‘Ante-Animots: Idioms and Tales’ explores language through transformation of idioms

The cat’s out of the bag: A DePaul professor released a new book on Oct. 18 titled “Ante-Animots: Idioms and Tales,” which takes commonplace idioms and uses language to spin their intended meanings in unexpected ways. 

The author, Nicholas Hayes, is a part-time faculty member in the School for Continuing and Professional Studies and the assistant director of the Office of Prior Learning Assessment. The idea for the book came to him when exploring the Online Etymology Dictionary for fun. 

“I was looking up a bee’s knees and I saw that actually in the ‘20s there were all of these idioms that people were using, and they’re just so preposterous that it was hard to let go of some of these images,” he said.

The book’s title, he said, is a bad joke. “Animaux” is the French word for “animals,” but the book’s title changes the suffix of “maux” to “mots,” which means “a witty remark.” The use of “ante” in the title is an homage to other writers who have used similar jokes before. 

Among the idioms in the book are classics like “bee’s knees,” “chicken out” and “the straw that broke the camel’s back.” Perhaps the book’s purpose is best exemplified by the idiom, “a bull in a china shop.”

“Perfumed fat anoints the sleek Apis bull,” Hayes writes. “The mound rests between his horns. It melts down his forehead. He snorts; his nostrils flare. He sweats and looks for anything that could free him from the dry desert heat. Shoppers cower in his fantastic shadow as he wanders dusty cobblestone streets. Low buildings barely come to his shoulder He sees a gleaming glass building and walks into it. He steps down the stairs and sees the doors slide open. The air conditioner blasts, and he gingerly navigates precious porcelain.”

Along with the more well-known figures of speech, Hayes also includes a collection of bizarre phrases like “canary tusks” and “flea’s eyebrows.” Some of them are more personal than others for Hayes.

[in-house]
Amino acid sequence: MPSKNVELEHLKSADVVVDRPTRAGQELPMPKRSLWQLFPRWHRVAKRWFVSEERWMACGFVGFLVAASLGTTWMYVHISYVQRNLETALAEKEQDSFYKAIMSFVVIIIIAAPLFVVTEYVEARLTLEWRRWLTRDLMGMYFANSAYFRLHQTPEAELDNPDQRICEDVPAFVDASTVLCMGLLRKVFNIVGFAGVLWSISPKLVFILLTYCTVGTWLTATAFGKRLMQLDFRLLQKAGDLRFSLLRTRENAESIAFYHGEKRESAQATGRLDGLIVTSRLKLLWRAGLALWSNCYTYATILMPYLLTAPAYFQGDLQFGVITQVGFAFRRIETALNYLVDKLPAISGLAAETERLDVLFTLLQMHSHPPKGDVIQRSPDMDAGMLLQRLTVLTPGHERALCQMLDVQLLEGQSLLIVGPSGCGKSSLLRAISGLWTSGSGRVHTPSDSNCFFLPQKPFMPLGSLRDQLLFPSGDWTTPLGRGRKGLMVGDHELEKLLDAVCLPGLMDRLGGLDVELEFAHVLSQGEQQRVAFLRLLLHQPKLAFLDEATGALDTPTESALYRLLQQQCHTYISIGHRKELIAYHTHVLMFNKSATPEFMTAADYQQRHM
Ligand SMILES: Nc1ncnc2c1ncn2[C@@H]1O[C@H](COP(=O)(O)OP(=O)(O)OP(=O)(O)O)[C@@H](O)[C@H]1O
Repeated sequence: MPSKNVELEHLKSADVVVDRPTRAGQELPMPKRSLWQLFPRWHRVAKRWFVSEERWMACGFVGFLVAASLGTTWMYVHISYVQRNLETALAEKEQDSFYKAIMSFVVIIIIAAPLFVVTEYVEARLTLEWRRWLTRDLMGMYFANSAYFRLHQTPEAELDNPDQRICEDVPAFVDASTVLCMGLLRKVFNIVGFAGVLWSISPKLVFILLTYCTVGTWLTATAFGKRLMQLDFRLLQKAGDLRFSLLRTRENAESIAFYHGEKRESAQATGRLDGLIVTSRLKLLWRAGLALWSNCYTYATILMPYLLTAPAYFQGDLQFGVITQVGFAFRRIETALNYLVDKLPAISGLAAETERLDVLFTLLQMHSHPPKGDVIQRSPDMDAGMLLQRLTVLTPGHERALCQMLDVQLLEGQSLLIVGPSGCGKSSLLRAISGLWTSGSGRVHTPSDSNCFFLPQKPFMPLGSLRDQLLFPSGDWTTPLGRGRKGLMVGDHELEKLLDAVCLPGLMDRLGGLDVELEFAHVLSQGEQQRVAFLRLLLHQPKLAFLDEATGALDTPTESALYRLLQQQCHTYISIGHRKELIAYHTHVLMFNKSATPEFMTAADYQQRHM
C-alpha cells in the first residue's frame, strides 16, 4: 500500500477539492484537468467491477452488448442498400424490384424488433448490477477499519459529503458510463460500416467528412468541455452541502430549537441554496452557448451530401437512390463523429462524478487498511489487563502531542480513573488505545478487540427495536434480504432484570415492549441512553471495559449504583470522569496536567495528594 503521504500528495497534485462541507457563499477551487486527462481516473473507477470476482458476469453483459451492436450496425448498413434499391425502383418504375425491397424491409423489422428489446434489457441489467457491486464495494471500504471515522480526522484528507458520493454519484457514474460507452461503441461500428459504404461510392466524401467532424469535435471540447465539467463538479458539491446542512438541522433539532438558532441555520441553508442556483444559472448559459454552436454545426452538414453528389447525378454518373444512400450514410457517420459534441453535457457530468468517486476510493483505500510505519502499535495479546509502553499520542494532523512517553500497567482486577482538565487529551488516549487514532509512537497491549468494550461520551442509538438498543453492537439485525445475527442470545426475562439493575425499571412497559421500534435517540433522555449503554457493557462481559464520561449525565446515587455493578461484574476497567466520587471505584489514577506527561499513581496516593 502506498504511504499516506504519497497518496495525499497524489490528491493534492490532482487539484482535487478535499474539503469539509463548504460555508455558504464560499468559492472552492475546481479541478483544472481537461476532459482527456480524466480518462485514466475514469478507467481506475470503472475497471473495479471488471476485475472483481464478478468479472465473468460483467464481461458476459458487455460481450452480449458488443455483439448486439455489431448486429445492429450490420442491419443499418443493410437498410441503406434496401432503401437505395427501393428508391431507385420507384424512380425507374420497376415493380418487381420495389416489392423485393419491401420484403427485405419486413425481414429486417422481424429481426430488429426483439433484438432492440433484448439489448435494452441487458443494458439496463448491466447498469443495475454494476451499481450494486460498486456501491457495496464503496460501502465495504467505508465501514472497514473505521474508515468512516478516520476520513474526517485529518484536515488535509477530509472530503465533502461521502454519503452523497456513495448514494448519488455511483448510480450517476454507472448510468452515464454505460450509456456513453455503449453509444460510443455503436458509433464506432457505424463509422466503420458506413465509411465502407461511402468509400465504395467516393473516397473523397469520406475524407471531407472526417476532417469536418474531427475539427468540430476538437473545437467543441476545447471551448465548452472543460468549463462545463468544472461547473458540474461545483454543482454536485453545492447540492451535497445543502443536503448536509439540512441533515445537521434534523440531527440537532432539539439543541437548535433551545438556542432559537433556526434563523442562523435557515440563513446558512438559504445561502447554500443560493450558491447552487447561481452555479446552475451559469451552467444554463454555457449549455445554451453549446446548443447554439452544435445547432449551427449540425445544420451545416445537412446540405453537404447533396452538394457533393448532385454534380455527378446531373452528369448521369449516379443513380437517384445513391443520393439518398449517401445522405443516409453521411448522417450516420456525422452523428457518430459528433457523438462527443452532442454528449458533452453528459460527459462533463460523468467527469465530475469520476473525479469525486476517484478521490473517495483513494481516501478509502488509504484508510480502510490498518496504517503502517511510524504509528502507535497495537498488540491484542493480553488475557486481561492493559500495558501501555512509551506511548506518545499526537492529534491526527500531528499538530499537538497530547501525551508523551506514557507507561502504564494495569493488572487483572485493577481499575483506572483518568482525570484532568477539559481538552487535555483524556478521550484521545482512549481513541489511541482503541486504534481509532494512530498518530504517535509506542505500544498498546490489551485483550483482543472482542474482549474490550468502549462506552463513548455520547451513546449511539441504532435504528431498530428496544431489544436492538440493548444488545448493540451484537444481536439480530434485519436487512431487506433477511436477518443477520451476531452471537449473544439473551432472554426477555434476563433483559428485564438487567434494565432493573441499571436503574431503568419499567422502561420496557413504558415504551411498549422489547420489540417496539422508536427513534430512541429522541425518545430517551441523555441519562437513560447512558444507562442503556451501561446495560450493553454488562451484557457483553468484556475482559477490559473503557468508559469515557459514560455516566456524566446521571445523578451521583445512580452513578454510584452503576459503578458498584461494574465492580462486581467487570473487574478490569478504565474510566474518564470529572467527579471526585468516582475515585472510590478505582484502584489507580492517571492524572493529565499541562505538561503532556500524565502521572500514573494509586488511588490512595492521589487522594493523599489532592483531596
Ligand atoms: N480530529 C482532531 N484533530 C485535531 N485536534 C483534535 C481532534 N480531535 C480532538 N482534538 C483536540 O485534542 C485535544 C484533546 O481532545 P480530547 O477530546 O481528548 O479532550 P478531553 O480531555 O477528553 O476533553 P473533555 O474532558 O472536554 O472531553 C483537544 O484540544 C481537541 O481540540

“Some [idioms] were not things that I had used, but things that people I know have used,” he said. “There’s one, ‘frog skin,’ which was what my great grandmother called $5bills. […] And I guess in a really abstract way you know if you look at a $5 bill it kind of looks like frog skin, right?”

While the idioms and stories are fun to read, they’re also smart. Hayes said he drew from both French and Egyptian history when writing some of the tales, referencing famous figures like revolutionary Jean-Paul Marat and Egyptian goddesses Hathor and Sakhmet.

“Normally, you wouldn’t have put them together, but I heard this one story and it was basically how these two goddesses are actually different aspects of each other,” he said. “So [Hathor] is embodied by a cow, and then Sakhmet is represented by a lion — a giant cat. So that kind of fed into these cow, cat images and the dichotomy between that.”

Finding the right publisher for the book took time. After a year and a half of sending the stories into contests and publishers, and after receiving “a fair number of rejections,” he reached out to Blaze Vox, the group which published his first book, about something unrelated. He mentioned his stories in passing, and the process went forward swiftly from there. 

“[Blaze Vox] proudly [is] a publisher of weird little books, and I feel that this definitely fits into that description,” he said.

That’s not to say the rejection wasn’t tough. 

“I get rejections, but there is still always this feeling where it always feels poor, you know, it’s really personal,” Hayes said. “When I teach writing, I tell my students this, too: When I get disappointing news or when I get disappointing feedback, I try to give myself a 24-hour window where I sulk. And you know, I’ll swear that this will never see the light of day and I’m going to just bury it, and then after that period, I get over it.”

Now that the book is out, Hayes said he doesn’t care where it is read, be it classrooms or at coffee tables. He just hopes it allows people to escape the confines of their own preconceptions about language. 

“I would hope that it is sort of a space of provocation, but not necessarily how a lot of times you hear that word, especially today, in kind of a negative rise,” he said. “But for me, you know, just that sense of a break from what we expect.”